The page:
Look at it like this, Shadow: we are the coming thing. We’re shopping malls, we’re online shopping. Your friends are crappy roadside attractions. We are now and tomorrow. Your friends are yesterday.

As I pondered this, I recalled sadly when my wife and I recently went to Cherokee. We went into some of the “Native American” gift shops, and they were all filled with manufactured garbage from China that was supposed to capture the power of what was once a mighty spiritual system. It was depressing. I could not find a single item that was actually made by a Native American craftsperson. I ended up buying only some locally roasted coffee.

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“A.D. After Death: Book Three” by Scott Snyder and Jeff Lemire

This final installment has been sitting on my desk waiting to be read for a while now, and I finally got around to it. It is fairly long and I knew it would take me at least an hour to read it, so I was waiting until I had enough time to savor it.

As with the first two issues, this one is very text intensive. The story is extremely complex, dealing with memory, guilt, and cycles of rebirth in a post-apocalyptic landscape. And while I am feeling that the post-apocalyptic genre is getting a little hackneyed, this story is really fresh and interesting.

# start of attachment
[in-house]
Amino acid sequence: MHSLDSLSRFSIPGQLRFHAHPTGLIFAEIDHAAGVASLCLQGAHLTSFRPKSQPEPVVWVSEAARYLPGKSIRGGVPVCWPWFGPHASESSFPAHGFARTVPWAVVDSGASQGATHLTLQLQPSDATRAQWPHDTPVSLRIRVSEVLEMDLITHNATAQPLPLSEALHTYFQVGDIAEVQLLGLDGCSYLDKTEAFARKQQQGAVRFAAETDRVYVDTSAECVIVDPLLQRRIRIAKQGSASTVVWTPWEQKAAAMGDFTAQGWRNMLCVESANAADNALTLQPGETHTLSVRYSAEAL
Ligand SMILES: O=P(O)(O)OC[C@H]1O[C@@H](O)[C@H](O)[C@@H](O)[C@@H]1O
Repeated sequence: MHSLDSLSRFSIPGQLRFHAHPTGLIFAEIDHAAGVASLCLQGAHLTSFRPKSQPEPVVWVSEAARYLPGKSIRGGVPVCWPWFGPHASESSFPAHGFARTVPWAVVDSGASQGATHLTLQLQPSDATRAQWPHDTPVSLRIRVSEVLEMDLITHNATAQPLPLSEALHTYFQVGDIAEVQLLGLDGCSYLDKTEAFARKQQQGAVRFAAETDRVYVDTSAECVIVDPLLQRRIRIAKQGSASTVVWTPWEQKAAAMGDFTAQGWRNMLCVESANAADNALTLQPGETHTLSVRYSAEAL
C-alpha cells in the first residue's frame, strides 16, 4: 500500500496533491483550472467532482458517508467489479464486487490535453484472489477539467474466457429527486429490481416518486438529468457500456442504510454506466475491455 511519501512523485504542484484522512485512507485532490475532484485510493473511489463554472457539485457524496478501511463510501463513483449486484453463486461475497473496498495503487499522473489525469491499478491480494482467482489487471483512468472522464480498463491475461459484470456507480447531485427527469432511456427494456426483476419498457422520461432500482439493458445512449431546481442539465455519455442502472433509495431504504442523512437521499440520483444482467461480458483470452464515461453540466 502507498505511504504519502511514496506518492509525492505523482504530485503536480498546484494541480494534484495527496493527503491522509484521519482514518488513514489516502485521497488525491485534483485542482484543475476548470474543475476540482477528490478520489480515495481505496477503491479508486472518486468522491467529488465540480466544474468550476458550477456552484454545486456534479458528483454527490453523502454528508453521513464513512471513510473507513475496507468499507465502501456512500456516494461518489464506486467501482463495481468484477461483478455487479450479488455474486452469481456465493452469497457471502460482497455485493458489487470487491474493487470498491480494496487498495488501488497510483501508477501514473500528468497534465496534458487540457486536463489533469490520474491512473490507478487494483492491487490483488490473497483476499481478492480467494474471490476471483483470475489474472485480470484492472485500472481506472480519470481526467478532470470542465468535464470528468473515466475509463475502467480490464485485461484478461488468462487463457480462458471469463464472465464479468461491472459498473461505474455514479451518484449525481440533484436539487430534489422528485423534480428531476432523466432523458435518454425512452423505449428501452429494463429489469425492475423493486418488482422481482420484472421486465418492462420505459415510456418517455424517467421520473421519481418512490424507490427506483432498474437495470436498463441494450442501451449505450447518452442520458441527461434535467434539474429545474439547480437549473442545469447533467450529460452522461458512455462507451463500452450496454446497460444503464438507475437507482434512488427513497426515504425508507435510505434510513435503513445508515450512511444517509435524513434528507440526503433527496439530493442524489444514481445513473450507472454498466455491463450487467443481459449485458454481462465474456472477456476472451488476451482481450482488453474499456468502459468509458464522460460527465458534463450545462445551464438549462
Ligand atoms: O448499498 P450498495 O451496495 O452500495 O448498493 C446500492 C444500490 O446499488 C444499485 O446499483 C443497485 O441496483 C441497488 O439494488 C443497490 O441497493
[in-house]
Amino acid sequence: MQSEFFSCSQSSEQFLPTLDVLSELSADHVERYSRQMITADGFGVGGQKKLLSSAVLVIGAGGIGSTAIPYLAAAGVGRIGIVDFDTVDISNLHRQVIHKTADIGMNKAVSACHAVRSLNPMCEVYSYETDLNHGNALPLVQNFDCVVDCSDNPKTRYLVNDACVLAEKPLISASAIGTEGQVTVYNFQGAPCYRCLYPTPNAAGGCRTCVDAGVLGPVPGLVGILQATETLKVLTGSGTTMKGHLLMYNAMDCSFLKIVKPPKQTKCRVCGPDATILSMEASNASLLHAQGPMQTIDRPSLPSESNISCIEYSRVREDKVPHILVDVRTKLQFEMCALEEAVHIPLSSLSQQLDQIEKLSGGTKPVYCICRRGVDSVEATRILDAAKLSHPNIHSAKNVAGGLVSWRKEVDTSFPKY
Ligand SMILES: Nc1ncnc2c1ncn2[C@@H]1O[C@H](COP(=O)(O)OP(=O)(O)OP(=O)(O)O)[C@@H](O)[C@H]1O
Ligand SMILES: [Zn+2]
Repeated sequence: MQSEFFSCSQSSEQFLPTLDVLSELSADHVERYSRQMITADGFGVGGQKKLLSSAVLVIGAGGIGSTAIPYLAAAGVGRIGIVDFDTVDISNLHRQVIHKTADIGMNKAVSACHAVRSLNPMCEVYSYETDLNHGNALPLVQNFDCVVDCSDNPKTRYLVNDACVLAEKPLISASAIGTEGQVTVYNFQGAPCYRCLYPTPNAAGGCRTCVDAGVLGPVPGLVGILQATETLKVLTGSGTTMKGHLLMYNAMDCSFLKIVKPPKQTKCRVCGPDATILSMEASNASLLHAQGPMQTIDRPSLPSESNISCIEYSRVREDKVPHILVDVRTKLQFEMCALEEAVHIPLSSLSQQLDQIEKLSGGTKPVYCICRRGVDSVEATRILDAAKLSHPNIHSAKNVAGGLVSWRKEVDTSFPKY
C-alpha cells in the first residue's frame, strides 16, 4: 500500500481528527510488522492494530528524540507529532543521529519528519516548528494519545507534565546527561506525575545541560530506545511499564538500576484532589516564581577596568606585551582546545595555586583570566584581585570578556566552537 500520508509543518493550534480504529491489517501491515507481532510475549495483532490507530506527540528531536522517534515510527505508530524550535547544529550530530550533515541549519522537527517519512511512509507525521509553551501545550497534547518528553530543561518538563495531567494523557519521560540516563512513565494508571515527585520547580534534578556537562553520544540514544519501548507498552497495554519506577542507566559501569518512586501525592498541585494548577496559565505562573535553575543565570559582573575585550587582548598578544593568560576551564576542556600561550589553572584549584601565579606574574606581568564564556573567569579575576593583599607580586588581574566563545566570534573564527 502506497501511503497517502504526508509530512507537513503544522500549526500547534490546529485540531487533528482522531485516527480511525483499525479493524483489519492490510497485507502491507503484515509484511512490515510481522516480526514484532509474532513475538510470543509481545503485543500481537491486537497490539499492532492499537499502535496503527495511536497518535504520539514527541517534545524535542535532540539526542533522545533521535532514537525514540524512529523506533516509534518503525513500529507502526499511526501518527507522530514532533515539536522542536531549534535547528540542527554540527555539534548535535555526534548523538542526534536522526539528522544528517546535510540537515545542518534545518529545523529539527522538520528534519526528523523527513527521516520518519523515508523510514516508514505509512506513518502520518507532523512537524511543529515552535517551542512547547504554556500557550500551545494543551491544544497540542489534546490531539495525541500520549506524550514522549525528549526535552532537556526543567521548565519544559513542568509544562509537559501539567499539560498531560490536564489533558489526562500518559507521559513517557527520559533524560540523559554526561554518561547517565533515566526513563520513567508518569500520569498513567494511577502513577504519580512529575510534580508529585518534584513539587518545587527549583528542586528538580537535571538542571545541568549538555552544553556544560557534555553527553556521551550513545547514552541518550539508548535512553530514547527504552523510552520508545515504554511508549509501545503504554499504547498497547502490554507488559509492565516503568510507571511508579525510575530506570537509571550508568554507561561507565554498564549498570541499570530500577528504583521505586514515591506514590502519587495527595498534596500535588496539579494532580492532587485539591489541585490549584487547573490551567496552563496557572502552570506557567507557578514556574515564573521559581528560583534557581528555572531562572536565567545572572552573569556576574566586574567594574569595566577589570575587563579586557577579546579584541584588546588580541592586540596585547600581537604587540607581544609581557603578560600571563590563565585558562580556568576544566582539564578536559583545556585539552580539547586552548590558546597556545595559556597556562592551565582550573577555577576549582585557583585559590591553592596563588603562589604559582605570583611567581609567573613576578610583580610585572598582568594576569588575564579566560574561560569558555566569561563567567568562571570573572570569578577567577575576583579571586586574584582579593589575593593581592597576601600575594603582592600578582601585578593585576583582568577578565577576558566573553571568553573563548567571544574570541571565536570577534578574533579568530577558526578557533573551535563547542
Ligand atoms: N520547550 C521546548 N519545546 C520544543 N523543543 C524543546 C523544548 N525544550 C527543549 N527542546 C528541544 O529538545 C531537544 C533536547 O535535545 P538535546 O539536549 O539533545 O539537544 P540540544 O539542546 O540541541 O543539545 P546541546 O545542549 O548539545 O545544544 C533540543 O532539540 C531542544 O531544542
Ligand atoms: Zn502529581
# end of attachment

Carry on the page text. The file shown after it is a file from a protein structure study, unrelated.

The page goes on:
Jonah, the protagonist, has been undergoing treatments that prolong life indefinitely. The problem is, his memory gets more distorted after each cycle (the term used for the treatment). At one point, he conjures a memory of when he first went for the treatment. He is explaining to a woman Inez about why he decided to take the treatment.

I look down at my hands, as if there’ll be an answer there. “I suppose because I’m just… tired of being afraid all the time. Tired of feeling like my life is an egg I’m balancing on a spoon day after day. Because I just live in fear, and this…” and here I look up at her, “this just isn’t who I want to be.”

This paragraph made me think about people today. It seems that many people live their lives in fear, which is fueled by 24-hour news and social media. Not long ago, I had to turn off all my news sources. It had become toxic and made me feel bad most of the time. And like Jonah, I do not want to live in fear.